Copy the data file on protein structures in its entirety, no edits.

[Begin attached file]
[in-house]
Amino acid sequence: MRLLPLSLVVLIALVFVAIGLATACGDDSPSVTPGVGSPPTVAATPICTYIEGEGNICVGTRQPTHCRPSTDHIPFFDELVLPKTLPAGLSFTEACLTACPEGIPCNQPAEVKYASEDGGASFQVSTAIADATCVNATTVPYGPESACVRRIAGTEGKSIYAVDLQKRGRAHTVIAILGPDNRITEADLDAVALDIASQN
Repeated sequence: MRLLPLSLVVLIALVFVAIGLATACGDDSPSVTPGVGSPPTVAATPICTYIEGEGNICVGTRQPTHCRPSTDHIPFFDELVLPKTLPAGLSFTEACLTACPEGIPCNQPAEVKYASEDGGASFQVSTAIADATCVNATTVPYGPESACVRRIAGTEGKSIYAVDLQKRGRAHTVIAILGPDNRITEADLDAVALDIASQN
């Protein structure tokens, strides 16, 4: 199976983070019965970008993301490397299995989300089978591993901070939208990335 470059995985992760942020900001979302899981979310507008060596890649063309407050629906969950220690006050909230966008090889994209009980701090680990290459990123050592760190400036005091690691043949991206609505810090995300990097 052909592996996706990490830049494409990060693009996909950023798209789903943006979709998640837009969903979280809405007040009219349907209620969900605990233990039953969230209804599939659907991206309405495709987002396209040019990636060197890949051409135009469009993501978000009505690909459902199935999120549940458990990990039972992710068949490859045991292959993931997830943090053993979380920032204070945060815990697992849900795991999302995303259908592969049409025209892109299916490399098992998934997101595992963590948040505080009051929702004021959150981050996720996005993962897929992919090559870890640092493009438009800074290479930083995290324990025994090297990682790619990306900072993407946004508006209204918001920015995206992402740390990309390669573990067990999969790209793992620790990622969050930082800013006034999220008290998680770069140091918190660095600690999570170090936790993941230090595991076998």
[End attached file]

[in-house]
Amino acid sequence: MRLLPLSLVVLIALVFVAIGLATACGDDSPSVTPGVGSPPTVAATPICTYIEGEGNICVGTRQPTHCRPSTDHIPFFDELVLPKTLPAGLSFTEACLTACPEGIPCNQPAEVKYASEDGGASFQVSTAIADATCVNATTVPYGPESACVRRIAGTEGKSIYAVDLQKRGRAHTVIAILGPDNRITEADLDAVALDIASQN
Repeated sequence: MRLLPLSLVVLIALVFVAIGLATACGDDSPSVTPGVGSPPTVAATPICTYIEGEGNICVGTRQPTHCRPSTDHIPFFDELVLPKTLPAGLSFTEACLTACPEGIPCNQPAEVKYASEDGGASFQVSTAIADATCVNATTVPYGPESACVRRIAGTEGKSIYAVDLQKRGRAHTVIAILGPDNRITEADLDAVALDIASQN
């Protein structure tokens, strides 16, 4: 199976983070019965970008993301490397299995989300089978591993901070939208990335 470059995985992760942020900001979302899981979310507008060596890649063309407050629906969950220690006050909230966008090889994209009980701090680990290459990123050592760190400036005091690691043949991206609505810090995300990097 052909592996996706990490830049494409990060693009996909950023798209789903943006979709998640837009969903979280809405007040009219349907209620969900605990233990039953969230209804599939659907991206309405495709987002396209040019990636060197890949051409135009469009993501978000009505690909459902199935999120549940458990990990039972992710068949490859045991292959993931997830943090053993979380920032204070945060815990697992849900795991999302995303259908592969049409025209892109299916490399098992998934997101595992963590948040505080009051929702004021959150981050996720996005993962897929992919090559870890640092493009438009800074290479930083995290324990025994090297990682790619990306900072993407946004508006209204918001920015995206992402740390990309390669573990067990999969790209793992620790990622969050930082800013006034999220008290998680770069140091918190660095600690999570170090936790993941230090595991076998």